We live in an epoch in which objects have taken one of the attributes of kings - that is, they get biographies. The biography of the fork, the pencil, Wall Street – the transfer of the life story from the human to the inhuman has become quite fashionable, as though, since we all know about the pathetic fallacy, we are allowed to systematically commit it. I jest, ho ho – and in fact I have to admit that there is something life-like about these things and their passage through our lives. If they aren’t alive, they still have mana – a lifelike power. They become totems.
However, noone, so far as I know, has done a biography of a price. Ah, there’s a subject! One would first have to wrest it from the enormous mystifications of the economists, who know what a price must be without often looking at what a price is, and one would have to restore it to its true nature, its genesis, its type.
Scratch a price and you find an adventure. We’ve become accustomed to thinking that the adventure it encodes is determined by a thing called a “market” – and so mystery calls to mystery. The mystics of capitalism have shamelessly spoken of the “magic of the marketplace” – which serves as an alibi for our adventurer. In fact, all adventurers deal, at one point or another in their careers, with magic. From Raleigh to Cagliostro, from the average American politician to the Spanish conquistador, all have used magic to fill in the gaps, biographical and strategic. But the biographer’s strong suite is a counter-magic: a grasp of details. While the adventurer sheds one persona for another, one claim to effects at a distance for another, one spectacle for another, the biographer, that dogged leveler, reconnects the membra disjecta with a thousand and one facts, with fine filaments of cause, deliberation, association and purposes (a plural that covers serial disappointments, self-subversions and incompatibilities – for the biographer is not your rational expectations robot, explaining that all can be explained through a system that explains anything. A biographer who seeks to explain a life is a biographer who has gone mad).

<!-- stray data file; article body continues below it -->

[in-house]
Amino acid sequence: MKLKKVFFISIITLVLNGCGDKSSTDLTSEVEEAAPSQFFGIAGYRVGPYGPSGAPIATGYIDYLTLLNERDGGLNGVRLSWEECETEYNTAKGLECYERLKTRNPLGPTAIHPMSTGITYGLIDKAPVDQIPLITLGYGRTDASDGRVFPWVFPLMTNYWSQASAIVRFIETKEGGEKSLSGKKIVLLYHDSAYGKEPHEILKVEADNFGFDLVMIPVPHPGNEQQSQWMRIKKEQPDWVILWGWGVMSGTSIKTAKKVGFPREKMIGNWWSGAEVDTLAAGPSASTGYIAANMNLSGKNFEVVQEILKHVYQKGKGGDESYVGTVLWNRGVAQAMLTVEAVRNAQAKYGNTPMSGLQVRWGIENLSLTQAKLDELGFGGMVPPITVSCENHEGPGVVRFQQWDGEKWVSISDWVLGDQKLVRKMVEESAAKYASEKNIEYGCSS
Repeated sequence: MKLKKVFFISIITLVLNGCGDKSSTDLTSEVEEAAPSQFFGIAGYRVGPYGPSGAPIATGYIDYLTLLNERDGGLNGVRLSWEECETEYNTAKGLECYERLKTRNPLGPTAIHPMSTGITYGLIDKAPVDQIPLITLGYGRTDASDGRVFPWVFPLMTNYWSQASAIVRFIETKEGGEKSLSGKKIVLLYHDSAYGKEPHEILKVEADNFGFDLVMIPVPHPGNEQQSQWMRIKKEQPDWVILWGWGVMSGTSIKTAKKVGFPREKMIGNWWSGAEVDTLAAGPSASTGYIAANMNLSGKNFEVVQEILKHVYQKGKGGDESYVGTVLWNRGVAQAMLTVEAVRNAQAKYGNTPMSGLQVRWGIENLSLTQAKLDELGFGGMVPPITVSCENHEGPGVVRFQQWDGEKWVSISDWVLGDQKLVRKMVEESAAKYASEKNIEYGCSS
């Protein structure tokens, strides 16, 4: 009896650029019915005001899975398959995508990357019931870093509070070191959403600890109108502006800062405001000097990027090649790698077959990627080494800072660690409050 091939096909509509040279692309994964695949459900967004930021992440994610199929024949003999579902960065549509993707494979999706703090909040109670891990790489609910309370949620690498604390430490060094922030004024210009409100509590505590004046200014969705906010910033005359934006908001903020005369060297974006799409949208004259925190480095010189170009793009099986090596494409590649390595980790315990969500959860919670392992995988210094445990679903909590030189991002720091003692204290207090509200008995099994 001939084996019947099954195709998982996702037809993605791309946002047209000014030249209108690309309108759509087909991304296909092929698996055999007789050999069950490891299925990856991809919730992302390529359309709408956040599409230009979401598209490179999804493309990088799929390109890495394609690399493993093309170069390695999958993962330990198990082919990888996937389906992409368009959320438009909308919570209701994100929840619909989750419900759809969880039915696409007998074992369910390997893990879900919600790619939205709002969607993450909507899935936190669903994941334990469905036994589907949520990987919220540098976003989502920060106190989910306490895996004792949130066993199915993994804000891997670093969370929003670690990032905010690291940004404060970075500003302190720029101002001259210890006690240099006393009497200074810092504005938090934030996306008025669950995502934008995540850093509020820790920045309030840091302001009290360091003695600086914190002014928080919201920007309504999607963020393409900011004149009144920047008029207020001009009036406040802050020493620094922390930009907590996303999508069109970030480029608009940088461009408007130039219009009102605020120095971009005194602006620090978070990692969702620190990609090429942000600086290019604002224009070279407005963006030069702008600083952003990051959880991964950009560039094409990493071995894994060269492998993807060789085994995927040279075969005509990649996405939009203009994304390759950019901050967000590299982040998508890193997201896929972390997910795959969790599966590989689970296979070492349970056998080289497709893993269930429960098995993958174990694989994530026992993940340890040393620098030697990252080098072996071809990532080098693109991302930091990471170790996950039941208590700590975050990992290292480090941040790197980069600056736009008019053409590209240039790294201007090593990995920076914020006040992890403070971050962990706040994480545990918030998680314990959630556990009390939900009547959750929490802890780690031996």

The critic Harold Innes claimed that the story of modernization in the west is the story of the penetration of the price system. This is an insight that holds together a truth and a falsehood. Just as there are no solitary human individuals – every mother’s son or daughter of ‘em must be a mother’s son or daughter – so too, there is no single price. Price’s came into the world en masse, rather than as a single prototype – no caveman hammered out a price, held it up, and said, now what will this be goood for? But Innes’s insight is also false, in that it treats price system as something autonomous – it is as if, with the word system, we move from the puppet to the puppetmaster.
“I’m so bored. I hate my life.” - Britney Spears
"Never for money/always for love" - The Talking Heads
"Never for money/always for love" - The Talking Heads
Tuesday, July 29, 2014
A wonderful thing about taking care of a 21 month old that might not look, on its face, like a wonderful thing, is the amount of app-less time the child’s care forces upon you.